§ 44. Mr. Mander
asked the Home Secretary whether he is aware of the difficulties that have arisen in Wolverhampton which have involved a reversion to night-work in bakeries although unanimous agreement had been arrived at to bake bread and confectionery by day; and whether he will take steps to see that better conditions are secured by night, owing to the lack of ventilation and other difficulties that have arisen through blacking-out and sealing up windows in bakeries?
§ Sir J. Anderson
My information is that the arrangement made at Wolverhampton, as at Birmingham, was that night baking would be temporarily discontinued pending the completion or improvement of black-out arrangements, and I am informed that there would be strong objection to the prohibition of night baking in present circumstances. Conditions as regards ventilation and temperature have been improved since September, and the local factory inspector has received no recent complaints on this subject from bakehouses in Wolverhampton. I think master bakers generally are fully alive to the importance of adequate ventilation, and factory inspectors have been instructed to pay special attention to the point.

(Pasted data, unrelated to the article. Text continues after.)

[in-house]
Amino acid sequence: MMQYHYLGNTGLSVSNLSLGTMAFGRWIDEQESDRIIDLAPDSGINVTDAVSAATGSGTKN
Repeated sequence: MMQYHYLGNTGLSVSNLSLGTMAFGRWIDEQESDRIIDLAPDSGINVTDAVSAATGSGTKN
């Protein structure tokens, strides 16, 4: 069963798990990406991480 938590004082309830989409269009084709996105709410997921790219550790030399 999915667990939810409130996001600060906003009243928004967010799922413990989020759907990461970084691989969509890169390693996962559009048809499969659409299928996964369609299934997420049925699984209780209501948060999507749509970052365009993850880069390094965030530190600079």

§ Mr. Mander
Is the right hon. Gentleman aware that all the master bakers in Wolverhampton have agreed to a daytime system of baking, and that a certain number in the area were disloyal and went back on the scheme? Will he take steps to see that the unanimous agreement in Wolverhampton is observed?
§ Sir J. Anderson
I do not think that the hon. Member's statement is a full presentation of the circumstances. I have looked into it.
§ Mr. Banfield
Has the right hon. Gentleman any information from his factory inspectors showing the temperature in these bakehouses under these conditions? Has he any report to the effect that these bakeries show a temperature of at least 100 degrees, and does he think that this can he defended on any grounds of common humanity?